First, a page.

ldoogy ldoogy - 1 month ago 14
iOS Question

Using GPU for pixel format conversions?

I'm trying to very rapidly convert packed 24bpp RGB images to packed 32bpp RGBA. I've tried using

vImageConvert_RGB888toRGBA8888
from
Accelerate.framework
, but was wondering if there was a faster way by using a compute kernel in Metal. I've tried several different approaches in Metal but the result is always considerably slower than with
Accelerate.framework
, even for large images with >1M pixels.

Here's what my compute kernel looks like:

kernel void rgb24_to_rgba32(texture2d<half, access::read> inTexture [[texture(0)]],
texture2d<half, access::write> outTexture [[texture(1)]],
uint2 id [[ thread_position_in_grid ]])
{
uint2 srcAddr1 = uint2(id.x * 3, id.y);
uint2 srcAddr2 = uint2(id.x * 3 + 1, id.y);
uint2 srcAddr3 = uint2(id.x * 3 + 2, id.y);

outTexture.write(half4(inTexture.read(srcAddr1).r, inTexture.read(srcAddr2).r, inTexture.read(srcAddr3).r, 1), id);

return;
}


I am defining the
inTexture
as a
r8Unorm
, and the outTexture as a
bgra8Unorm
. Both textures are loaded using
.storageModeShared
, so there shouldn't be any memory copies taking place.

The code works and the conversion is performed correctly, but the performance is unimpressive. I've tried different
threadgroupsPerGrid
and
threadsPerThreadgroup
settings, but none of those achieve comparable performance to
Accelerate.framework
.

For example, on an A7 (1st generation iPad Air), a 1024x1024 image takes around 32 ms, compared to 6 ms using
Accelerate.framework
. Interestingly, the difference is far smaller for a faster device such as an A9-based iPhone 6s (1.5 ms on the GPU vs. 1.1 ms using
Accelerate
), but the Metal implementation is always slower.

Is this just not a GPU-friendly operation (possibly due to countless unaligned memory accesses?) Might I be missing something fundamental in terms of maximizing the performance of my compute kernel?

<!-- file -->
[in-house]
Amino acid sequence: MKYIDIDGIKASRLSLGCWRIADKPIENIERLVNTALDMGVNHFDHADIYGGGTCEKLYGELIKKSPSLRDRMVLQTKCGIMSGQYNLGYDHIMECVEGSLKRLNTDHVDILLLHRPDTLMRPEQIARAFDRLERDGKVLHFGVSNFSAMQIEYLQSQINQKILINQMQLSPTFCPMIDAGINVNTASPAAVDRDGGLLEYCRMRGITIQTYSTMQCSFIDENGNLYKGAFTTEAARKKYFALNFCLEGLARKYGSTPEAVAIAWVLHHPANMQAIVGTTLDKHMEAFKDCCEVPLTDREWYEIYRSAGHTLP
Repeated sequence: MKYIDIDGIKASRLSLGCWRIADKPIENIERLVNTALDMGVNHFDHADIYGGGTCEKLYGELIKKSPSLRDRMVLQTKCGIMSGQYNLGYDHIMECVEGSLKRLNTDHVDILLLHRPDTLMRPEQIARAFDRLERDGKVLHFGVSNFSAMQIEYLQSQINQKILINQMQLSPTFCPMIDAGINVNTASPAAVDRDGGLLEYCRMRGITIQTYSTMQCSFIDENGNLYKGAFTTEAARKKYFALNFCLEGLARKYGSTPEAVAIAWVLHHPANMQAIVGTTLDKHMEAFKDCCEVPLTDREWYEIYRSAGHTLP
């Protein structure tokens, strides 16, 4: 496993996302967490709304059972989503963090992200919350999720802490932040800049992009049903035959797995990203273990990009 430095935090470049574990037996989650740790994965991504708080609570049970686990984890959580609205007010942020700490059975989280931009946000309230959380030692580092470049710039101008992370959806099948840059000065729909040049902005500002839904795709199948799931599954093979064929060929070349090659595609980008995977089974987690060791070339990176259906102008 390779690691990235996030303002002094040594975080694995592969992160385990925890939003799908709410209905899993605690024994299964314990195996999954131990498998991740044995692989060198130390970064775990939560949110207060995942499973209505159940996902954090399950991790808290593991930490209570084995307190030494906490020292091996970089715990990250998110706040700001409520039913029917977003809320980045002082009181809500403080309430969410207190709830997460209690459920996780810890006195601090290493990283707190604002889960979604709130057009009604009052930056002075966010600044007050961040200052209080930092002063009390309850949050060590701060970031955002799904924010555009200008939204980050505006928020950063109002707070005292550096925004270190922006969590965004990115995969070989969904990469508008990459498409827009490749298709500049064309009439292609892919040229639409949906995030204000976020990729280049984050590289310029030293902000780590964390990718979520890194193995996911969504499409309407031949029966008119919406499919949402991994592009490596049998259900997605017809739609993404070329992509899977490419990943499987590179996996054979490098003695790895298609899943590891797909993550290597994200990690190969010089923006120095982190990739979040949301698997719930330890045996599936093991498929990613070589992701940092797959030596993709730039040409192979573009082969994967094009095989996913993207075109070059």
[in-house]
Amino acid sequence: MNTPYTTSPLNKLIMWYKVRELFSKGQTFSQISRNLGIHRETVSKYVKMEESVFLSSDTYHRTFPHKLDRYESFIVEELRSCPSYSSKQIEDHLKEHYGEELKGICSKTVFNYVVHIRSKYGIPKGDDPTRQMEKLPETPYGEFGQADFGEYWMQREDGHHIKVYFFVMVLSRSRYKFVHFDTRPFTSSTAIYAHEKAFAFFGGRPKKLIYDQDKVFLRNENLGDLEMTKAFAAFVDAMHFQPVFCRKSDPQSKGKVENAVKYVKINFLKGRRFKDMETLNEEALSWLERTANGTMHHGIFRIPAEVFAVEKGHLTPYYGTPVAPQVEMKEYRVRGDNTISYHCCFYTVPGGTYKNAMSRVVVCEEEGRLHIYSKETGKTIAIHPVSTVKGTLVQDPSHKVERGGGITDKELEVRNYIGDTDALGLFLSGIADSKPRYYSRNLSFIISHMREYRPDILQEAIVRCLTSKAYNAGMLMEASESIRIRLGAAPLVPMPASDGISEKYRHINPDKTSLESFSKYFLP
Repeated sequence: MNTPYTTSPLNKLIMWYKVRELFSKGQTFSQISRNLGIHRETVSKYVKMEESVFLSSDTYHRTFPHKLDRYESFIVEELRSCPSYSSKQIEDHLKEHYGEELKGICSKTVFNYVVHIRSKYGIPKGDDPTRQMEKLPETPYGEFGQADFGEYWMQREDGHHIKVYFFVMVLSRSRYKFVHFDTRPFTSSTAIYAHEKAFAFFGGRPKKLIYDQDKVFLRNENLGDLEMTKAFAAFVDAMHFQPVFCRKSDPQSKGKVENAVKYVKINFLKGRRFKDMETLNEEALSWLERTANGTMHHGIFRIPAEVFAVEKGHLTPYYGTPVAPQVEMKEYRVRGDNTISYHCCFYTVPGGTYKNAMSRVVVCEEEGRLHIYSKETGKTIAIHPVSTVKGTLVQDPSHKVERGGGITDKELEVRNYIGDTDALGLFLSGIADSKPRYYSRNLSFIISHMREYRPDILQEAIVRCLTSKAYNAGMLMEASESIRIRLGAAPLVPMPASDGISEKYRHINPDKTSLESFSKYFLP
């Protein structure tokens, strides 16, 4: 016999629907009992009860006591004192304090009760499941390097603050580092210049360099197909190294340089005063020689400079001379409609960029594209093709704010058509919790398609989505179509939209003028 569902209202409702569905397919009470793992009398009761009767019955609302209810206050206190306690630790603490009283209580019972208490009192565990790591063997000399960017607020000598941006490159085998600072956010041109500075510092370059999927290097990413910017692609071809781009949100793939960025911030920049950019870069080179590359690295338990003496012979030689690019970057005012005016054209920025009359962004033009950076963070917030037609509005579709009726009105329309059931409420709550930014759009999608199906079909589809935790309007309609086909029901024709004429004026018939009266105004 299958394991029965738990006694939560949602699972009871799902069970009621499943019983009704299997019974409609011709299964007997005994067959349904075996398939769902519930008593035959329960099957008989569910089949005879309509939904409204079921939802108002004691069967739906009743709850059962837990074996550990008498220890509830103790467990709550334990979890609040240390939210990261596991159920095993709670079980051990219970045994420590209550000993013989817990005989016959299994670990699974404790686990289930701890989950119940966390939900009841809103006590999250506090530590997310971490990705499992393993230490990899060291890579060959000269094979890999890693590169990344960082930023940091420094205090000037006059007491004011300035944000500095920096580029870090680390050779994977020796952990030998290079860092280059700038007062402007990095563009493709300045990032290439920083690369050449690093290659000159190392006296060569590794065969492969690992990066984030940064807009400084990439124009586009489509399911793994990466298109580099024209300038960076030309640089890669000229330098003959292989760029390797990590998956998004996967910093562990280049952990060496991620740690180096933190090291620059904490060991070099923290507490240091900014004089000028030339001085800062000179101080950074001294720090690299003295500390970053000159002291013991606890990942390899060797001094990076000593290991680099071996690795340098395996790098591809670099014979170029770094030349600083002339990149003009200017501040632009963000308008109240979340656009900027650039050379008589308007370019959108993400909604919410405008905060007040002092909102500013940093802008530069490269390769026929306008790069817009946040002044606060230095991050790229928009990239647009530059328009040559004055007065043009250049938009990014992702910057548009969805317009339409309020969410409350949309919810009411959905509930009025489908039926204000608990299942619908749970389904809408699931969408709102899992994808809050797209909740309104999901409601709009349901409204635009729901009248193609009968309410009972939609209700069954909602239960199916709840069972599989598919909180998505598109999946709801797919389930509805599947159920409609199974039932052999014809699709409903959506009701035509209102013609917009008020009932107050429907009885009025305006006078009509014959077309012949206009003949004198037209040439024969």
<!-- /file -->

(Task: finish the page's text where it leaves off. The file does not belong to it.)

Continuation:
Answer

Just for the sake of closure, here is Apple's Developer Relations response to this question. The bottom line is that the GPU just doesn't offer any real advantages in this case because this conversion is not a computationally heavy operation.

After discussions with engineering, and evaluating more sample implementations, the verdict is out on Metal v.s. Accelerate performance for converting packed 24bpp RGB images to packed 32bpp RGBA images: on newer devices you can get close to the same performance using Metal but Accelerate will be faster for this operation. “vImage is an extremely well-tuned implementation and since this conversion operation is not compute heavy the best we can do is to be at parity.”

The proposed reasoning behind this is data locality and efficiently operating on multiple pixels at a time (something you’ve mentioned). The fastest Metal implementation tested processed two pixels per thread and still lagged behind vImageConvert_RGB888toRGBA8888.

There was an “optimized” implementation using Metal buffers rather than textures (something else that you’d mentioned exploring) and surprisingly this approach was slightly less performant.

Lastly, adjustment of thread groups came into discussion as well as tuning by adding code to the kernel to handle the case where the thread position in grid is outside the destination image. Again, despite these considerations Accelerate remained as the fastest implementation.

I should add that one real advantage to using Metal is CPU usage, while it's no faster, it does significantly reduce the CPU's workload. For applications where the CPU is heavily loaded, the Metal approach might actually make sense.

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